Partition of the left-wing vote gives the relative advantage to stronger Christian democratic, liberal-conservative, and conservative political parties in the European union. The major threats for centre-right parties are still right-wing populists and liberal centrist parties, because each of them eats in a different part of the traditional voter base of the centre-right.
On the other side, contemporary established Christian democratic, liberal-conservative, and conservative parties can’t just ignore the greens as an emerging political force. Electoral mathematics can naturally push these two political forces in governing coalition. Post-electoral majority mathematics in parliaments can be very unpredictable. In that scenario, the centre-right must be ready to govern with this unusual political force. The most difficult task in that circumstance can be to meet the expectations that voters of these two different party groups have.
Cooperation with the greens in government poses a few risks that have to be acknowledged. First, the green parties periodically show signs of left-wing identity politics. The obsession with grouping voters into a hierarchy of social oppression based on innate characteristics is very unpopular in the centre-right voter base. That form of rhetoric and left-wing identity-based policies can plummet the support of conservative low-income and middle-class white voters.
Another risk for cooperation between centre-right and green parties can be too much pandering to socialism by the greens. Centre-right voters are in general more akin to a market economy, low taxes, and smaller government. Greens also use a “catastrophism” in their rhetoric. They are extending their critiques of the market economy and climate policy to claims that the end is near and only a sharp turn to the left can save the world. Centre-right voters don’t respond well to that type of threat. There is a European political consensus that climate change is real and caused by human activities, but not all group of voters are ready to vote for the radical change in climate policy.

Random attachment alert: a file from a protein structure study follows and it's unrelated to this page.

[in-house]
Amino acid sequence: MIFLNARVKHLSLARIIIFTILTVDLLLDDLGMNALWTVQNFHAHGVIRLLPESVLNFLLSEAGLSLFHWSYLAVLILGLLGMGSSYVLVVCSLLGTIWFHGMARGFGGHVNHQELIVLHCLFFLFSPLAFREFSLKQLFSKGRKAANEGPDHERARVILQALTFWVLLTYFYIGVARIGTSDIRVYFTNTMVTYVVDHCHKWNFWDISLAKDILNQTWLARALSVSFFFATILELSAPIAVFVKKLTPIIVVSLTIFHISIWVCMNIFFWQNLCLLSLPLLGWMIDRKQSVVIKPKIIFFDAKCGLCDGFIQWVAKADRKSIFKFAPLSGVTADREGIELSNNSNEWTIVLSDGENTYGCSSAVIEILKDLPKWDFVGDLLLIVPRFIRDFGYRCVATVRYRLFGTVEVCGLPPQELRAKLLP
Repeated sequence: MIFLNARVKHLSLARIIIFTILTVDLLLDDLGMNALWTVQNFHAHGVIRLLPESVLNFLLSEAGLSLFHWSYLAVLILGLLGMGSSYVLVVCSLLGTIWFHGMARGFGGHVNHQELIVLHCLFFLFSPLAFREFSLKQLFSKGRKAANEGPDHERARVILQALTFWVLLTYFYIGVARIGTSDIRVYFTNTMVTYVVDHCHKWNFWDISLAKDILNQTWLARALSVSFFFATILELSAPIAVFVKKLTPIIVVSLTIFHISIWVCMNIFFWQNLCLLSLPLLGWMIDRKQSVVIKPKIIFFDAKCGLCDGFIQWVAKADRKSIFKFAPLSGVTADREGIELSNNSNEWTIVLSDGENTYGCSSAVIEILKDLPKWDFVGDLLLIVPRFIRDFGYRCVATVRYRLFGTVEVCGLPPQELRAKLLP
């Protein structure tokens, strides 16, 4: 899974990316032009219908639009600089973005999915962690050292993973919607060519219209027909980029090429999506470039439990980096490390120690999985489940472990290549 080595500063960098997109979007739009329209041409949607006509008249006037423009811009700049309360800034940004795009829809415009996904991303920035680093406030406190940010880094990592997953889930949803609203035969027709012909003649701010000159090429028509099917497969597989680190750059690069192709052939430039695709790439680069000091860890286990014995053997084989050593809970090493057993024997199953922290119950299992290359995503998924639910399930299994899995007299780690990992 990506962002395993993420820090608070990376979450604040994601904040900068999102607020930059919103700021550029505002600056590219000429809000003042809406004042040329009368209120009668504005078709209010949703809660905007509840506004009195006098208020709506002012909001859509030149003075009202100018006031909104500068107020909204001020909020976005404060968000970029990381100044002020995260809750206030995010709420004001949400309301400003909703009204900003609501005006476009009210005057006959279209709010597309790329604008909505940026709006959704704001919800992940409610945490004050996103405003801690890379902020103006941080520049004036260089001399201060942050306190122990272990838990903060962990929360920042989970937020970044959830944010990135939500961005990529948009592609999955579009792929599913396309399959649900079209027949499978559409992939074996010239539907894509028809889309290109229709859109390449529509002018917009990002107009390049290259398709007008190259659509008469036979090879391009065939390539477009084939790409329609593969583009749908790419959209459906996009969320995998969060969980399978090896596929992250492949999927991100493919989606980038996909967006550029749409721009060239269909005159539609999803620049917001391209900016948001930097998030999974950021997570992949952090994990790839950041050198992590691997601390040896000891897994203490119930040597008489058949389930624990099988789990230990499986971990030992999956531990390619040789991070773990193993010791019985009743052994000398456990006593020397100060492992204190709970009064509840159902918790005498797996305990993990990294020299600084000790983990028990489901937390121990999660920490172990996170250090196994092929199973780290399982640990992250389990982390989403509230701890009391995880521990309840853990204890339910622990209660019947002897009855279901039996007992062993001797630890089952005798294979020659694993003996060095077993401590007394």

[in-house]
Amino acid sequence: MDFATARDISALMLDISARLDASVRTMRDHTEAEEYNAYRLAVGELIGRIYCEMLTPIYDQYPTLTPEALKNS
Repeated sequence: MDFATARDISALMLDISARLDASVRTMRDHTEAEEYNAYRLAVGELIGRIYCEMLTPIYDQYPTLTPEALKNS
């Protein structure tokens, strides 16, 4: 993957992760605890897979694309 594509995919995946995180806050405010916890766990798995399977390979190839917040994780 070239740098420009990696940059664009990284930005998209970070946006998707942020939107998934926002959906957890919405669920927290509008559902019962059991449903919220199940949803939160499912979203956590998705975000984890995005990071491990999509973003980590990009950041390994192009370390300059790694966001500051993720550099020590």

Is cooperation possible?
Green parties now are the more moderate, Pro-European, and pragmatic political force. They cannot be perceived by the centre-right as a threat to the political system and European stability. That role is still reserved for the far-right and the various populist forces. They are still an atypical pro-European political force that attracts a few more narrow groups of voters. Green parties in their moderate forms can be a political partner to established Christian democratic, liberal-conservative and conservative parties, but not the central and the most preferable one.
There are a clear set of risks that can show up when governing with them. Their worldview is still very left-wing and their vision of human nature is unconstrained, which in government naturally inclines to overregulation and big government. Electorally these two groups of parties don’t compete for a similar group of voters, but if impatient in governing coalition, they can cause disaffection in many voter blocks.
That is why the centre-right probably needs to find a most preferable partner in some other political family. Green parties can have a role in some political circumstances, especially on the European level, but the risks that this cooperation can produce may be larger than the benefits for the established Christian democratic, liberal-conservative, and conservative parties.